The first Boeing 787-9 for All Nippon Airways (ANA), seen at Boeing Field while conducting tests for Boeing Photo: Mal Muir | AirlineReporter
Several weeks ago, Air New Zealand became the first airline to take delivery of the new Boeing 787-9 — the stretched Dreamliner. With much pomp & circumstance, they took ownership of their “All Blacks” livery aircraft and flew it away back to New Zealand.
Then, just before the end of July, the second 787-9 was delivered to All Nippon Airways (ANA) (JA830A), and it quietly slipped away into the night off to Japan. At the time, it was unknown who might commence 787-9 flights first.
ANA’s first 787-9 departing Everett on delivery to Japan – Photo: Boeing
Air New Zealand, being the first to take delivery, did not plan to start their 787 on a new route until October when they would begin service from Auckland to Perth. The Kiwis had decided to operate flights back and forth between New Zealand & Australia to get their crew used to the aircraft (as this is their first 787) and although they were operating flights with crew onboard, there were a few with just friends and family. Despite that, it was ANA who would challenge the spot as first to operate the newest 787 model.
ANA was the first airline to take delivery of the 787-8, and they originally put it to work on domestic flights within Japan. The airline is also now the largest operator of the 787, with a total of 30 in service; 29 of those are the smaller 787-8, which is split between a long-haul configuration and a higher density domestic configuration.
The newest arrival to the fleet is set up in a domestic configuration as well, with a whopping 395 seats onboard. Meant to replace high-capacity 767s in Japan, the new aircraft will run back and forth between the Tokyo Haneda hub and other major Japanese cities like Osaka and Fukuoka. But could ANA get a 787-9 into service before Air New Zealand? You bet!
Climbing out from Vancouver-YVR on ANA’s inaugural flight to Tokyo-Haneda
In Part 1 of our story, you joined me for the arrival of ANA-All Nippon Airways‘ first flight to Vancouver International Airport (YVR), the celebrations at the gate, and Flight NH 115’s departure for Tokyo-Haneda (HND).
Soon after takeoff, our 767-300ER made a wide right turn, climbing across the Strait of Georgia before turning on course northwest-bound along the center of Vancouver Island. I didn’t notice exactly when it happened, but after the landing gear retracted, the forward-view camera rotated to look straight down. As I looked up at the monitors, we flew right over the challenging little Duncan Airport, where the winds can make it interesting to land even a Cessna 172.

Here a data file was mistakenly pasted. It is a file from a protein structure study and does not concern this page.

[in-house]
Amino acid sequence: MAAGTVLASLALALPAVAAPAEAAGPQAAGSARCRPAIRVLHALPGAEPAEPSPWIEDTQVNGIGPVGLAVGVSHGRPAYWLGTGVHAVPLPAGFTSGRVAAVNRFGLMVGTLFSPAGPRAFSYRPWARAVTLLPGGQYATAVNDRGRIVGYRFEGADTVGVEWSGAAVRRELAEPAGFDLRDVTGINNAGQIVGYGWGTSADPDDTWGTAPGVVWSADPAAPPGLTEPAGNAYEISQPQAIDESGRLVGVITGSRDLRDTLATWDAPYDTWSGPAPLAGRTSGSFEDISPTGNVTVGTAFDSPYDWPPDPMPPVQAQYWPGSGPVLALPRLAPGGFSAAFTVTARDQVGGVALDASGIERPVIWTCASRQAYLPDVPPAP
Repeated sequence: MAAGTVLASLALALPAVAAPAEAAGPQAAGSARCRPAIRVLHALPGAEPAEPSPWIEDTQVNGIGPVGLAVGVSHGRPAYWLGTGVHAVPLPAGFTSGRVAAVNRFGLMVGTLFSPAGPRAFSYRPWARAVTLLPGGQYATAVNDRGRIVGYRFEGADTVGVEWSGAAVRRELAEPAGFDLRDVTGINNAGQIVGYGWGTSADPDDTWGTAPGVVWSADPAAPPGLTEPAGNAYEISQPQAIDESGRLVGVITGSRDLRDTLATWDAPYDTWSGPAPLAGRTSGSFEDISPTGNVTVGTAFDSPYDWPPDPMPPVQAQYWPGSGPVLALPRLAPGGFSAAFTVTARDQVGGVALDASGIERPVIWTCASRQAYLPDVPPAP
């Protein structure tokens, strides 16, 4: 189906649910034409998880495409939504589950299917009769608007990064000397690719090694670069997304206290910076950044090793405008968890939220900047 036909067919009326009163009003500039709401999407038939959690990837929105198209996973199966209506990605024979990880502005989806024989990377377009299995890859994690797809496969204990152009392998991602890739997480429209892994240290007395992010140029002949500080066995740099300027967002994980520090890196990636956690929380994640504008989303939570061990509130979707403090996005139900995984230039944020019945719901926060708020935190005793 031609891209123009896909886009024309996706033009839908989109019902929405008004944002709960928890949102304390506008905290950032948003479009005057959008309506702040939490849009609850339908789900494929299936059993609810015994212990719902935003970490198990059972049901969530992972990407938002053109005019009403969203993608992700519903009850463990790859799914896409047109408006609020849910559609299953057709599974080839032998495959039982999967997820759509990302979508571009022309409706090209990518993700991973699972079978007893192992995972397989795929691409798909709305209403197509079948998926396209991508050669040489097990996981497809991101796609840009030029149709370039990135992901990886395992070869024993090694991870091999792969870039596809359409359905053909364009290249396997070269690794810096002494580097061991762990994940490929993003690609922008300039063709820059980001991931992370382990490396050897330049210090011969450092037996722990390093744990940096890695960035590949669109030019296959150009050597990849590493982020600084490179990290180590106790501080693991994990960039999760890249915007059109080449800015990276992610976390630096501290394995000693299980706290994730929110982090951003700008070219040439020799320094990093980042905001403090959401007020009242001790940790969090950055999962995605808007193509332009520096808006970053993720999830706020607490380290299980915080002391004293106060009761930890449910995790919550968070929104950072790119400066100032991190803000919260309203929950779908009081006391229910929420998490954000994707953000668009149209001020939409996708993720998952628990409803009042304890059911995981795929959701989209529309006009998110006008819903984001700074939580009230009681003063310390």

I watched the view for a while, and unstowed my In-Flight Entertainment System (IFE) monitor as we drifted up to our initial cruising altitude.
A smattering of airline pajamas… how many is to many? – Photo: Mal Muir | AirlineReporter.com
With so much talk in the past of pajamas in first and business classes, another story on pajamas was due, right? You’re not sick of it all yet, are you? If you do not remember the previous stories, feel free to take a look:
Why is looking at pajamas something important? I feel they are a link to the past of almost all airlines having high-end service and they are an aspect of an airline’s premium cabin that often get overlooked. There are a few more that I have been able to check out, and I wanted to share my thoughts.
The ANA Business Staggered Seat. This is the “C” seat with the storage window side giving true Aisle access. Chose “A” if you love a true window seat.
During my ANA Ambassador trip, I was given the chance to fly three different types of All Nippon Airways (ANA) Business Class seats and I wanted to share my thoughts on them. For my story, I will be concentrating mostly on the hard product (the seat) vs the “soft” product (meals, service, amenities), which is common across all the aircraft.
The current generation of Business Class seats are fitted to ANA’s 787 as part of the Inspiration of Japan series. There are two different versions: international and domestic. The long haul (international) 787 seats are called “Business Staggered” and are similar to a small pod. This is currently the airline’s premium product. The seats lie fully flat and, with a length of over 6ft, allows passengers to easily get some rest. The Business Staggered seats can also be found in some of ANA’s 777s (though the 777 version is slightly larger).